The White Man's Guide to White Male Writers of the Western Canon
Narrated by the voice of a once-in-a-generation Twitter account @GuyInYourMFA: a handbook for the wannabe literary elite and those who laugh at them—all illustrated by a New Yorker cartoonist. Who better than that unjustifiably overconfident guy in your MFA to mansplain the most important (aka... show more
Narrated by the voice of a once-in-a-generation Twitter account @GuyInYourMFA: a handbook for the wannabe literary elite and those who laugh at them—all illustrated by a New Yorker cartoonist.
Who better than that unjustifiably overconfident guy in your MFA to mansplain the most important (aka white male) writers of western literature? You can’t miss him: riding the L, writing furiously in his Moleskine notebook, or defying the wind by hand-rolling a cigarette outside a Williamsburg coffeeshop. He’s read Infinite Jest 9 1/2 times—have you?
From Shakespeare’s greatest mystery (how could a working-class man without access to an MFA program be so prolific?) to the true meaning of Kafkaesque (you know you’ve made it when you have an adjective named for you) to an appropriately minimalist dissertation on Raymond Carver that segues effortlessly into a devastating critique of a New Yorker rejection letter (”serious believability issues”), this guide is at once profound and practical.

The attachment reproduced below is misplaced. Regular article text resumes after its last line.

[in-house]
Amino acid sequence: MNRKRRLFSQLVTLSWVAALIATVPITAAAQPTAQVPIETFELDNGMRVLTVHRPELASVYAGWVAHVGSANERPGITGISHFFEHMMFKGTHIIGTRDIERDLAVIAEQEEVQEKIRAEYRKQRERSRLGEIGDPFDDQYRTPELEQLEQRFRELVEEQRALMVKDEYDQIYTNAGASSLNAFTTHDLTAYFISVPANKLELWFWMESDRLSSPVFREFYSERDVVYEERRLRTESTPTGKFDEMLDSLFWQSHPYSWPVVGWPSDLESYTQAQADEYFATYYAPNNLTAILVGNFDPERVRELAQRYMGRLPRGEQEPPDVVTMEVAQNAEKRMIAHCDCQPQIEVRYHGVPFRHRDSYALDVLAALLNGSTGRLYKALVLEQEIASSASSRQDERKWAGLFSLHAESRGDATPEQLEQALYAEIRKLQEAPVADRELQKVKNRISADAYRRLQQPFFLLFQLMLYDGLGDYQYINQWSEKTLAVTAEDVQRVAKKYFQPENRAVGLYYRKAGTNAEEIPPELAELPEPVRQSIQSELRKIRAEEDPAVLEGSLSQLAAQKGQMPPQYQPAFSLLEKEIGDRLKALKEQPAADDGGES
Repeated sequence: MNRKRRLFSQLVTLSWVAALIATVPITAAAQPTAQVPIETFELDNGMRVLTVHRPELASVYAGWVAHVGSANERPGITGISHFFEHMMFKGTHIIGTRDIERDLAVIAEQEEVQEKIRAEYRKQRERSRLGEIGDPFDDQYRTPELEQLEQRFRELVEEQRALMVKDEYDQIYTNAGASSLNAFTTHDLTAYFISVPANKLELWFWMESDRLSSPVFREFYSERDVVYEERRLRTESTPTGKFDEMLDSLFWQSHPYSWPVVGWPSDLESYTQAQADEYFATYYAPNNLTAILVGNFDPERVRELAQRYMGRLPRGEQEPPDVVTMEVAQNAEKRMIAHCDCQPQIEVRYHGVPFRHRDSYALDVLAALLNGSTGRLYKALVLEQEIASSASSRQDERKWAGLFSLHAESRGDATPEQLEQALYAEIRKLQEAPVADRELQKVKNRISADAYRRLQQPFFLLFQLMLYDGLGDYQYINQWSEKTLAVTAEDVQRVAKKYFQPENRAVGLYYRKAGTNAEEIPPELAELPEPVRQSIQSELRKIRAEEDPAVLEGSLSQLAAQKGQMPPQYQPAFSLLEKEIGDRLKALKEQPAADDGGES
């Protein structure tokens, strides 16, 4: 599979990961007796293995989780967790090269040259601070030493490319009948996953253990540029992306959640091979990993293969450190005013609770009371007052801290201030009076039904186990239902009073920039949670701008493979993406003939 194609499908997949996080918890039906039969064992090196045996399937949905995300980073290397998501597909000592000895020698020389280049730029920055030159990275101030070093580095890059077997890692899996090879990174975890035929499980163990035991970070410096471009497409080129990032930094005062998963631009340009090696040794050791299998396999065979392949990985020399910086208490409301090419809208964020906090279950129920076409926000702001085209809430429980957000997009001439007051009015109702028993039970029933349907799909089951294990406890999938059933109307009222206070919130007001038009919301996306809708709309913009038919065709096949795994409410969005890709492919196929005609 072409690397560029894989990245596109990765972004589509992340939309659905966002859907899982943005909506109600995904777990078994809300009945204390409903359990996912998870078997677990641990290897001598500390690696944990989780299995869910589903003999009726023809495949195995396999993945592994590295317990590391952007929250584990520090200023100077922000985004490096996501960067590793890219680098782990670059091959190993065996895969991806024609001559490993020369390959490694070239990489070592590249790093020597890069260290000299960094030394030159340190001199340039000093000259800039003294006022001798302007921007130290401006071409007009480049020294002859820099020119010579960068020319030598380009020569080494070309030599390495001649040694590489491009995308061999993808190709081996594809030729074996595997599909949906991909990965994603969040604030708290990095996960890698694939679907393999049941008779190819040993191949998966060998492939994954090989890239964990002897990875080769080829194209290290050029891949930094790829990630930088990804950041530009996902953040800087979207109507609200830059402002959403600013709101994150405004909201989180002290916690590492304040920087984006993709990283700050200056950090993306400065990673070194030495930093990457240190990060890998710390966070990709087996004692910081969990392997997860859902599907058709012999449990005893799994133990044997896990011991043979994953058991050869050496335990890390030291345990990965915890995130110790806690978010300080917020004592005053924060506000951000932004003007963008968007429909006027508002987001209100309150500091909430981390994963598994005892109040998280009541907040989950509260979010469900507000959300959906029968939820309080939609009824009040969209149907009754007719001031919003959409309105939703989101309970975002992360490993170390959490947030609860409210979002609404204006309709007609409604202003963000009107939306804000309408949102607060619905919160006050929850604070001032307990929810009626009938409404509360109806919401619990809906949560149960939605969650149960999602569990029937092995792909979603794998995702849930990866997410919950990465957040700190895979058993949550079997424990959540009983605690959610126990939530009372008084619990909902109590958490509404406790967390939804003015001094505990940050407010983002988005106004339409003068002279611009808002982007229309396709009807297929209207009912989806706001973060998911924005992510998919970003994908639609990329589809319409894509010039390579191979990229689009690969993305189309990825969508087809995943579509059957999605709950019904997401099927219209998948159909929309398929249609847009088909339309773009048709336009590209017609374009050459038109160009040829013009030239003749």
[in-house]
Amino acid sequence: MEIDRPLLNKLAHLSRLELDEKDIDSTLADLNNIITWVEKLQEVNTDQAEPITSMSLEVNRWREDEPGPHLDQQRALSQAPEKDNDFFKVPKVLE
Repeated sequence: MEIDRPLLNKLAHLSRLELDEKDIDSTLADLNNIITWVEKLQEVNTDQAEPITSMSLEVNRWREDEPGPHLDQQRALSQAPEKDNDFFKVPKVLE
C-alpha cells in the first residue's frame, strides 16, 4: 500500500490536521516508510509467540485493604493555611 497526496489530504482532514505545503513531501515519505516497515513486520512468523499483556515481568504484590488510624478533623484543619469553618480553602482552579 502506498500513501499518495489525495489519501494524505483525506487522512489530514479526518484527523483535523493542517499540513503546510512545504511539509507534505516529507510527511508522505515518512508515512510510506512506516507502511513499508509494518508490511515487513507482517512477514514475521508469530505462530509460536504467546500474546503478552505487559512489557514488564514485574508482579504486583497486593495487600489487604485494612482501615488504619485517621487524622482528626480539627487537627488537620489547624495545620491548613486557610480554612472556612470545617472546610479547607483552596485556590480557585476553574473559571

Use a Venn diagram to test your knowledge of which Jonathan—Franzen, Lethem, or Safran Foer—hates Twitter and lives in Brooklyn. (Trick question: all 3!) Practice slyly responding to an invitation to discuss Bartleby the Scrivener with “I would prefer not to.” Sneer at chick-lit and drink Mojitos like Hemingway (not like middle-aged divorcées!). And as did Nabokov (originator of the emoticon), find the Pale Fire within.
So instead of politely nodding next time you encounter said person at a housewarming party in Brooklyn, you can hand them this book and tell them to roll up their sleeves and cigarettes, and get to writing the next great American novel.
Publish date: 2019-11-05
Publisher: Harper Perennial
Pages no: 272
Edition language: English
If you want to be a writer, you should attend an Ivy League university, where you roommate happens to be the nephew of a senior editor at Knopf, and you should go on to get a summer internship in New York City. This internship will not be paid, and unfortunately you will have to suffer the indignity...